Judging Medical Information on the Internet: A Guide to Reliable Sources

My friend, Frank Kohn reminded me with his post about Dr. Google, that it should be a physician’s responsibility to help non-medical people judge how to evaluate medical information on the internet.  Here goes my best attempt: 

The internet serves as a vast repository of medical knowledge. Good info many times, but also  a breeding ground for misinformation. To make informed decisions about your health, it’s crucial to know how to judge the reliability of medical information found online. Here are some guidelines to help you:


  • Watch out for sensationalist headlines, exaggerated claims, or miracle cures. If it sounds too good to be true, it probably is. 
  • Be cautious of websites or sources that are trying to sell products or services ever so subtly and keep a skeptical mind
  • Beware of individuals who tout their credentials from organizations or societies.  Do a quick search of that organization to see if it is reputable, has respected members and is referenced by other respected organizations

Then if not too many red flags, it’s worth digging a little deeper:

1. Check the Source:

   – Begin by examining the source of the information. Look for well-established and reputable sources such as government health agencies (e.g., CDC, WHO), medical institutions (e.g., Mayo Clinic, Cleveland Clinic), and respected healthcare organizations (e.g., American Heart Association). These organizations often have rigorous editorial processes.

2. Evaluate Author Credentials:

   – Assess the qualifications of the author or the organization behind the content. Are they medical professionals, experts in the field, or accredited institutions? Beware of information from anonymous or non-credentialed sources.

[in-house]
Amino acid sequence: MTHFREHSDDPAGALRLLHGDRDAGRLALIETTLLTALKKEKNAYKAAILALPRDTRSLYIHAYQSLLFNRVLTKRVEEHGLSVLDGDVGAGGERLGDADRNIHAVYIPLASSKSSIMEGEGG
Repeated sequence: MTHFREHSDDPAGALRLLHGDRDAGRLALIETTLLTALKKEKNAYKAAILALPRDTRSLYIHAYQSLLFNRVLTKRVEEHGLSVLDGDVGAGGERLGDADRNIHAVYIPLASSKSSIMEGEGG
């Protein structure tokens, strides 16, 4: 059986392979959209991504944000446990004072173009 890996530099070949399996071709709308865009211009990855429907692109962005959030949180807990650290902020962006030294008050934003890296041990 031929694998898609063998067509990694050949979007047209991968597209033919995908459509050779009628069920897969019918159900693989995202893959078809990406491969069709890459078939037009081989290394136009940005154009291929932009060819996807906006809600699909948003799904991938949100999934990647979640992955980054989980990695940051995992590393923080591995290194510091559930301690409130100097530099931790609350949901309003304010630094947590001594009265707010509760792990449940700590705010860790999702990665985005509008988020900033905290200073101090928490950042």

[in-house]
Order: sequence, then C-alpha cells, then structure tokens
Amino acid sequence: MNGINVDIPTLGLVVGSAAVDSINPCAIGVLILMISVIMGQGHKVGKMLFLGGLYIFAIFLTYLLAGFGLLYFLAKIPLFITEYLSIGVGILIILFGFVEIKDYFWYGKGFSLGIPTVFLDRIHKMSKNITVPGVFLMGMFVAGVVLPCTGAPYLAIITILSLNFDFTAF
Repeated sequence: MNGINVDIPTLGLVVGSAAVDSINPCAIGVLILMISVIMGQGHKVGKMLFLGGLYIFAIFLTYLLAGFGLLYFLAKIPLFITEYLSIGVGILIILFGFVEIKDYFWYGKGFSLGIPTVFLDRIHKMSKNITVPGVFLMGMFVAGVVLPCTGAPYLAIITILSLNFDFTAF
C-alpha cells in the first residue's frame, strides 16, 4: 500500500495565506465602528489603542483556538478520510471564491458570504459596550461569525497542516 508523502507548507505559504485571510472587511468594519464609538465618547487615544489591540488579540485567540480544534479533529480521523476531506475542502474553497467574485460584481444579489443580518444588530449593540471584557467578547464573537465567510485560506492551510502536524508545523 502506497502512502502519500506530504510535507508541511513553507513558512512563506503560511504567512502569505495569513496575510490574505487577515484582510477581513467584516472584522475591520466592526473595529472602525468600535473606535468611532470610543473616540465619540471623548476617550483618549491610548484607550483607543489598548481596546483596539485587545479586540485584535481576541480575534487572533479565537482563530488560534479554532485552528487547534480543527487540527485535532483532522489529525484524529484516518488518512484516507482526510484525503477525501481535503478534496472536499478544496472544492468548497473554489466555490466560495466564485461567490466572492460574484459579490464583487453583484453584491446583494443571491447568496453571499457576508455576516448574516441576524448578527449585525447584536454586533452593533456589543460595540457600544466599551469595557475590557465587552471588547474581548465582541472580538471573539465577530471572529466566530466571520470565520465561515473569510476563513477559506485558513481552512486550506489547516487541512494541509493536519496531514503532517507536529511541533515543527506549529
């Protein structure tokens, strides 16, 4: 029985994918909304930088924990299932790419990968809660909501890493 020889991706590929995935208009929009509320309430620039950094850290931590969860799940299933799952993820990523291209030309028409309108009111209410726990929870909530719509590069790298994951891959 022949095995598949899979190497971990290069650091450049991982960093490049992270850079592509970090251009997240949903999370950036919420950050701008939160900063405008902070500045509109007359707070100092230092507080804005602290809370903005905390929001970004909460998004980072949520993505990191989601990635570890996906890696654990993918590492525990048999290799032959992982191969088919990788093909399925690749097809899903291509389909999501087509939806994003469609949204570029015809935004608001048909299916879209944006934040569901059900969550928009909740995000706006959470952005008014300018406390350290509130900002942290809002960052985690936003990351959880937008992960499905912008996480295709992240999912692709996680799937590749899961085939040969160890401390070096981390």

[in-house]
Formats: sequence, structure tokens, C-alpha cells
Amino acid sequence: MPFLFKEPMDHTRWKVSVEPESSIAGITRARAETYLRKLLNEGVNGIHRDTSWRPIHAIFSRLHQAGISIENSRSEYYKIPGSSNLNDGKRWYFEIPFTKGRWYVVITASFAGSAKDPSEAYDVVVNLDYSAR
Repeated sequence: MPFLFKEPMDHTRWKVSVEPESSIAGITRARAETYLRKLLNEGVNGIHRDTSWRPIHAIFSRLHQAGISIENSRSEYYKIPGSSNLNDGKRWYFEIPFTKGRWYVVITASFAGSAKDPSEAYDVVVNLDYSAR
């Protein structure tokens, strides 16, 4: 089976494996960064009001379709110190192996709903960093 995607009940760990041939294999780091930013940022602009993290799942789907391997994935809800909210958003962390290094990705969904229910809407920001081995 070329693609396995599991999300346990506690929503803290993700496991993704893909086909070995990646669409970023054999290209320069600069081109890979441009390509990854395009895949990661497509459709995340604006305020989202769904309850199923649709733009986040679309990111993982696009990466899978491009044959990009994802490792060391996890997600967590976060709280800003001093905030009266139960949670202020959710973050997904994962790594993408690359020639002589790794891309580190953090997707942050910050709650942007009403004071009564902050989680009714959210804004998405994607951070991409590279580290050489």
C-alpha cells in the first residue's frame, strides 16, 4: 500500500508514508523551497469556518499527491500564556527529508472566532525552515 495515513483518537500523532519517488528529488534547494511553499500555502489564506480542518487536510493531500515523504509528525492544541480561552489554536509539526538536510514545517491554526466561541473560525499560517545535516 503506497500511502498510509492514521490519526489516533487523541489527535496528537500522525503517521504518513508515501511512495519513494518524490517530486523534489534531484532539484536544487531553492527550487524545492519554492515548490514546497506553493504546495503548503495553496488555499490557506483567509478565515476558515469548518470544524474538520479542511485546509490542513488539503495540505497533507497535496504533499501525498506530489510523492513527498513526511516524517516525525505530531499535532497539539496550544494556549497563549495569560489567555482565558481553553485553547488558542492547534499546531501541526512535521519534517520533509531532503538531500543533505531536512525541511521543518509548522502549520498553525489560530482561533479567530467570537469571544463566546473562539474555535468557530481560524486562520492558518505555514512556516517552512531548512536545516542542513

3. Cross-Reference Multiple Sources:

   – Consult multiple sources to validate the information. If multiple reputable sources agree on a particular topic, it’s more likely to be reliable. Discrepancies between sources should raise a red flag.

4. Peer-Reviewed Journals:

   – For in-depth medical information, rely on peer-reviewed scientific journals. These publications go through a rigorous review process by experts in the field, ensuring the quality and accuracy of the research.

5. Check for Citations and References:

   – Trustworthy medical articles should cite their sources and provide references. This allows you to verify the information independently.

6. Consider the Tone and Language:

   – Reliable medical information is presented in a clear, professional, and unbiased manner. Be wary of content that uses emotional language, fear tactics, or extreme opinions.

7. Consult Healthcare Professionals:

   – When in doubt, consult a healthcare professional. They can help you interpret and contextualize medical information based on your specific situation.

8. Use Critical Thinking:

    – Approach all online health information with a critical mindset. Question claims, and don’t hesitate to seek a second opinion when making important healthcare decisions.

Remember, your health is too important to leave to chance; verify the credibility of your sources to ensure accurate and reliable information.